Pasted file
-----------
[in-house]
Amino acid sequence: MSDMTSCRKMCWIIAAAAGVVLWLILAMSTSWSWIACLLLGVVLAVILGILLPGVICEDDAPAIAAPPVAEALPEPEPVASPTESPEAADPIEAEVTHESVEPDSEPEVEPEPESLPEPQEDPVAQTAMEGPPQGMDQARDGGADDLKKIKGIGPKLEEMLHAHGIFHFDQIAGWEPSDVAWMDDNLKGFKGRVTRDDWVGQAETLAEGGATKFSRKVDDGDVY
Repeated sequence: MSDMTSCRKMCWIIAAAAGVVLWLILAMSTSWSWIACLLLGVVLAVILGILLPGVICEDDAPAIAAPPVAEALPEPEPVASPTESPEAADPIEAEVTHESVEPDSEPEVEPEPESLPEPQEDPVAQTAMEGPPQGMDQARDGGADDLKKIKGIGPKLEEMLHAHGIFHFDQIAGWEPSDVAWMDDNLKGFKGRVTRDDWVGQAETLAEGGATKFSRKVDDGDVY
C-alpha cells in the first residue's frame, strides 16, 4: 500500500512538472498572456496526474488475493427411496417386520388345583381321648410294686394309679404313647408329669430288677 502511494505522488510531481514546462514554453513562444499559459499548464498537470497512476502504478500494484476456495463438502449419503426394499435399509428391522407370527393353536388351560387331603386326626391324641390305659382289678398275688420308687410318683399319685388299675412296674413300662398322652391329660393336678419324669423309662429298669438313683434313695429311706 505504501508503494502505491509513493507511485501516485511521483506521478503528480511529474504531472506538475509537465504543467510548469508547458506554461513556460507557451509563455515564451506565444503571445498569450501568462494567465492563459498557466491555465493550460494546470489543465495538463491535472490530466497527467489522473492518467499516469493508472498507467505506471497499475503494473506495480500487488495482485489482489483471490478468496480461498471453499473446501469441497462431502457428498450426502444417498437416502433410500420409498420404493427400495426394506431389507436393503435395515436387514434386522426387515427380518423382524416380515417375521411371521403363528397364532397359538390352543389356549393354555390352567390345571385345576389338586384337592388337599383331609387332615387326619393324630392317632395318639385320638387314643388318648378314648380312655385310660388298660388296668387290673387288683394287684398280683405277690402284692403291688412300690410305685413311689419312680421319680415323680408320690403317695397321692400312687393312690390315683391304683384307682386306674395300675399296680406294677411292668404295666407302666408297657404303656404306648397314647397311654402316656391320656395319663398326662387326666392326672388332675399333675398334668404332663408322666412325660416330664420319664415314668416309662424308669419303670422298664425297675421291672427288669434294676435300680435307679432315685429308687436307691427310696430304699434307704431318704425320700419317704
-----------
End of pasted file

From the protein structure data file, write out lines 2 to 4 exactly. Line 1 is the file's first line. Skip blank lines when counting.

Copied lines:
Amino acid sequence: MSDMTSCRKMCWIIAAAAGVVLWLILAMSTSWSWIACLLLGVVLAVILGILLPGVICEDDAPAIAAPPVAEALPEPEPVASPTESPEAADPIEAEVTHESVEPDSEPEVEPEPESLPEPQEDPVAQTAMEGPPQGMDQARDGGADDLKKIKGIGPKLEEMLHAHGIFHFDQIAGWEPSDVAWMDDNLKGFKGRVTRDDWVGQAETLAEGGATKFSRKVDDGDVY
Repeated sequence: MSDMTSCRKMCWIIAAAAGVVLWLILAMSTSWSWIACLLLGVVLAVILGILLPGVICEDDAPAIAAPPVAEALPEPEPVASPTESPEAADPIEAEVTHESVEPDSEPEVEPEPESLPEPQEDPVAQTAMEGPPQGMDQARDGGADDLKKIKGIGPKLEEMLHAHGIFHFDQIAGWEPSDVAWMDDNLKGFKGRVTRDDWVGQAETLAEGGATKFSRKVDDGDVY
C-alpha cells in the first residue's frame, strides 16, 4: 500500500512538472498572456496526474488475493427411496417386520388345583381321648410294686394309679404313647408329669430288677 502511494505522488510531481514546462514554453513562444499559459499548464498537470497512476502504478500494484476456495463438502449419503426394499435399509428391522407370527393353536388351560387331603386326626391324641390305659382289678398275688420308687410318683399319685388299675412296674413300662398322652391329660393336678419324669423309662429298669438313683434313695429311706 505504501508503494502505491509513493507511485501516485511521483506521478503528480511529474504531472506538475509537465504543467510548469508547458506554461513556460507557451509563455515564451506565444503571445498569450501568462494567465492563459498557466491555465493550460494546470489543465495538463491535472490530466497527467489522473492518467499516469493508472498507467505506471497499475503494473506495480500487488495482485489482489483471490478468496480461498471453499473446501469441497462431502457428498450426502444417498437416502433410500420409498420404493427400495426394506431389507436393503435395515436387514434386522426387515427380518423382524416380515417375521411371521403363528397364532397359538390352543389356549393354555390352567390345571385345576389338586384337592388337599383331609387332615387326619393324630392317632395318639385320638387314643388318648378314648380312655385310660388298660388296668387290673387288683394287684398280683405277690402284692403291688412300690410305685413311689419312680421319680415323680408320690403317695397321692400312687393312690390315683391304683384307682386306674395300675399296680406294677411292668404295666407302666408297657404303656404306648397314647397311654402316656391320656395319663398326662387326666392326672388332675399333675398334668404332663408322666412325660416330664420319664415314668416309662424308669419303670422298664425297675421291672427288669434294676435300680435307679432315685429308687436307691427310696430304699434307704431318704425320700419317704